1. What happened in Libby, Montana?
Mine workers and Libby residents were exposed to asbestos released into the air due to mining operations for vermiculite ore and vermiculite processing in Libby. In addition, family members of mine workers were exposed to asbestos that workers brought home on their work clothing.
This study was based on 123 people who had lived in Libby, worked in the mines, or were family members of people who worked in the mines. This study investigated loss of lung function and damage to the lining of the lung over time in individuals exposed to Libby asbestos. Subjects in the study received medical examinations (tests and X-rays) to assess the damage to the lining of their lungs. About three-fourths of patients tested had lost lung function over time, and all showed evidence of damage to the lining of the lung. The researchers found that the amount of lost lung capacity and damage to the lining of the lung in the study population was excessive, compared to that of unexposed populations in published studies.
2. Details on the study
The intent of this study was to explore how exposure to asbestos may result in damage to the lining of the lungs and an excessive decline in lung function. However, scientists did not intend to compare statistical data from exposed and unexposed groups. Because researchers did not plan to conduct a statistical test, there was no need to calculate study power. Instead, the authors of this study, who were medical doctors, intended to share with other medical providers their observations on the patients who had been exposed to Libby asbestos through various routes of exposure. These researchers quantified the decline in lung function and the damage to the lining of the lungs of the exposed population over time.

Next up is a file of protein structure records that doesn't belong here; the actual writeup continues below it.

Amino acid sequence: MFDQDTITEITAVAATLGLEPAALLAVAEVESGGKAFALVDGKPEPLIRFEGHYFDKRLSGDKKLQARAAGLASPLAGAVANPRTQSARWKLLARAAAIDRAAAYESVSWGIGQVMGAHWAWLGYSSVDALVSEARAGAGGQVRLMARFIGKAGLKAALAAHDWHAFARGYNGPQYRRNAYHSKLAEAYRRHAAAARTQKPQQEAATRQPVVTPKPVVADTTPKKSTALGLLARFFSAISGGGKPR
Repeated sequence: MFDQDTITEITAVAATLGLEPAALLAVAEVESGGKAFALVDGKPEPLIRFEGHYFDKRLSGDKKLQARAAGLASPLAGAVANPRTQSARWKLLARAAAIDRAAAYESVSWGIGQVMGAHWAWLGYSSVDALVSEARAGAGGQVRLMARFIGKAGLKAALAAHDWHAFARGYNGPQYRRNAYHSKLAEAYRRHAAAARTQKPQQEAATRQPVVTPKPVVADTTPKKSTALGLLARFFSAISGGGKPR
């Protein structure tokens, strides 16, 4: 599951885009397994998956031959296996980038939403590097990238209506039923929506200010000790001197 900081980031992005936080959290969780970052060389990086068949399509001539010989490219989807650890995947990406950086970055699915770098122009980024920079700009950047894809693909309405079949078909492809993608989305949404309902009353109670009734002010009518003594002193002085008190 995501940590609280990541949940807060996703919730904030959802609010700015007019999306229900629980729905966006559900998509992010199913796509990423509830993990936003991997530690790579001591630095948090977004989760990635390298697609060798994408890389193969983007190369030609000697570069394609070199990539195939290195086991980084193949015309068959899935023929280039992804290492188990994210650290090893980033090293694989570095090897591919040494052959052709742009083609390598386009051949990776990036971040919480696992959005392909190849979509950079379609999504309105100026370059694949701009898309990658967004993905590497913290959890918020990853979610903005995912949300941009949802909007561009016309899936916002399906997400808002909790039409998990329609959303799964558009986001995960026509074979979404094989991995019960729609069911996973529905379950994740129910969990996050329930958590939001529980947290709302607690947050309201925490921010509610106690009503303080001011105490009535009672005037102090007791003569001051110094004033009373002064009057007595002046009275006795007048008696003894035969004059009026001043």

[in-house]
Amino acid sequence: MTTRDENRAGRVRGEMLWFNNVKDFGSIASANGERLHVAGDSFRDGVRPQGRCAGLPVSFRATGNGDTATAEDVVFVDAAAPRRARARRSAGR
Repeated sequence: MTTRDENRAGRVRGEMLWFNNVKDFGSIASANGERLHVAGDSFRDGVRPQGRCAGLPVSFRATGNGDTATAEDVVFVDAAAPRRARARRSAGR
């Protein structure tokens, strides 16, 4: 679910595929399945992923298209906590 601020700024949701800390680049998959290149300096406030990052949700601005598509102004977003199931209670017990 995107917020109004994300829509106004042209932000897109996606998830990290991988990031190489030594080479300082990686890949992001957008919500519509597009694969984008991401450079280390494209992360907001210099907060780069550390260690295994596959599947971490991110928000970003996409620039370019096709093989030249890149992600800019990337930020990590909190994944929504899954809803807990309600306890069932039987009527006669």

In this study, the exposed group included people who were exposed to asbestos from the Libby mine. However, this study is different from the type of study discussed in other sections of this website because researchers did not collect their own data from an unexposed group. Instead, the researchers/medical doctors used published data to assess lung function and damage to the lining of the lung of the unexposed group. It is likely that this study was conducted in this manner because it was the most cost- and time-effective way to analyze the data.
The researchers in this study were medical doctors who treated people that were exposed to asbestos from the Libby mine. They used data that was already available to them in their medical practice.
3. Why was a health study appropriate in Libby, Montana?
BASIC QUESTIONS FOR LIBBY, MONTANA
Yes, there was evidence of contamination of the air by asbestos from the Libby mine due to vermiculite mining and processing.
People were exposed to asbestos by breathing the air while living in Libby, Montana and working at the vermiculite mine. Family members of mine workers were exposed to asbestos brought home by workers on their work clothing.
Yes, asbestos is known to cause loss of lung function and alter the lining of the lung.
Researchers believed that levels of asbestos from the vermiculite mine in Libby, Montana were high enough to cause lung problems. Asbestos is known to cause lung cancer and mesothelioma, which is a cancer in the lining of the chest or abdomen. Asbestos is also known to cause noncancerous respiratory diseases, including asbestosis and pleural abnormalities, which both decrease lung function. Other studies have suggested that persons living near asbestos-contaminated areas may also be at risk for these health outcomes. This study helped answer the question about health risk from environmental exposures.